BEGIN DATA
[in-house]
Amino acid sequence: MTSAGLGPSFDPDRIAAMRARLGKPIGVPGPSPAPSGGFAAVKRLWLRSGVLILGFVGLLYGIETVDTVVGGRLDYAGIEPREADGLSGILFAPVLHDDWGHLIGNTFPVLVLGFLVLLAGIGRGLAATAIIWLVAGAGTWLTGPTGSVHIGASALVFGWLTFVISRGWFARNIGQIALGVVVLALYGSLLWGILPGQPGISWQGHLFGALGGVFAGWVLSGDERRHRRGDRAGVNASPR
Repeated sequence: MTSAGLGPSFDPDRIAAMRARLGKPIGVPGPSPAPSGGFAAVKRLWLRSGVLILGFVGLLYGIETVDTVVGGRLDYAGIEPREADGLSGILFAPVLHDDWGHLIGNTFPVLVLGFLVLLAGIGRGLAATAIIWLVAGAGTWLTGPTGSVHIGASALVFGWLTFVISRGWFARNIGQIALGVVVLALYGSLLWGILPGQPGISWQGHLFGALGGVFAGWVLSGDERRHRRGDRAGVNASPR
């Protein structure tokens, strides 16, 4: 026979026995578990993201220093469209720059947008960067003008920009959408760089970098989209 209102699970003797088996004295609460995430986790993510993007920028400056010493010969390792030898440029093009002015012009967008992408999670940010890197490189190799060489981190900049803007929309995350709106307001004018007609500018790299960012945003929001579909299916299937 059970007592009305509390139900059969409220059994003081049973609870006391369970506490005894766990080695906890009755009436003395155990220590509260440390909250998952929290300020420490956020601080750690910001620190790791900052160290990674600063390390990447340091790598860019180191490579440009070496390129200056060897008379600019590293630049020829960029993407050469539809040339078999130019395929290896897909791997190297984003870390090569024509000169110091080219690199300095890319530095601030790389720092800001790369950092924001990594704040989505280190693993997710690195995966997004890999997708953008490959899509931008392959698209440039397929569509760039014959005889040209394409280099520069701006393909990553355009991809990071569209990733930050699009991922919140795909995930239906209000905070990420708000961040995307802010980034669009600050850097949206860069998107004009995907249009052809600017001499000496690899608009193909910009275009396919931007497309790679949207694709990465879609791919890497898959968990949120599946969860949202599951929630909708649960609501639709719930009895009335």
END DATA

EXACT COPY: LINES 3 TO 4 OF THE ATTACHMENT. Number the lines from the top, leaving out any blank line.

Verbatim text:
Repeated sequence: MTSAGLGPSFDPDRIAAMRARLGKPIGVPGPSPAPSGGFAAVKRLWLRSGVLILGFVGLLYGIETVDTVVGGRLDYAGIEPREADGLSGILFAPVLHDDWGHLIGNTFPVLVLGFLVLLAGIGRGLAATAIIWLVAGAGTWLTGPTGSVHIGASALVFGWLTFVISRGWFARNIGQIALGVVVLALYGSLLWGILPGQPGISWQGHLFGALGGVFAGWVLSGDERRHRRGDRAGVNASPR
């Protein structure tokens, strides 16, 4: 026979026995578990993201220093469209720059947008960067003008920009959408760089970098989209 209102699970003797088996004295609460995430986790993510993007920028400056010493010969390792030898440029093009002015012009967008992408999670940010890197490189190799060489981190900049803007929309995350709106307001004018007609500018790299960012945003929001579909299916299937 059970007592009305509390139900059969409220059994003081049973609870006391369970506490005894766990080695906890009755009436003395155990220590509260440390909250998952929290300020420490956020601080750690910001620190790791900052160290990674600063390390990447340091790598860019180191490579440009070496390129200056060897008379600019590293630049020829960029993407050469539809040339078999130019395929290896897909791997190297984003870390090569024509000169110091080219690199300095890319530095601030790389720092800001790369950092924001990594704040989505280190693993997710690195995966997004890999997708953008490959899509931008392959698209440039397929569509760039014959005889040209394409280099520069701006393909990553355009991809990071569209990733930050699009991922919140795909995930239906209000905070990420708000961040995307802010980034669009600050850097949206860069998107004009995907249009052809600017001499000496690899608009193909910009275009396919931007497309790679949207694709990465879609791919890497898959968990949120599946969860949202599951929630909708649960609501639709719930009895009335």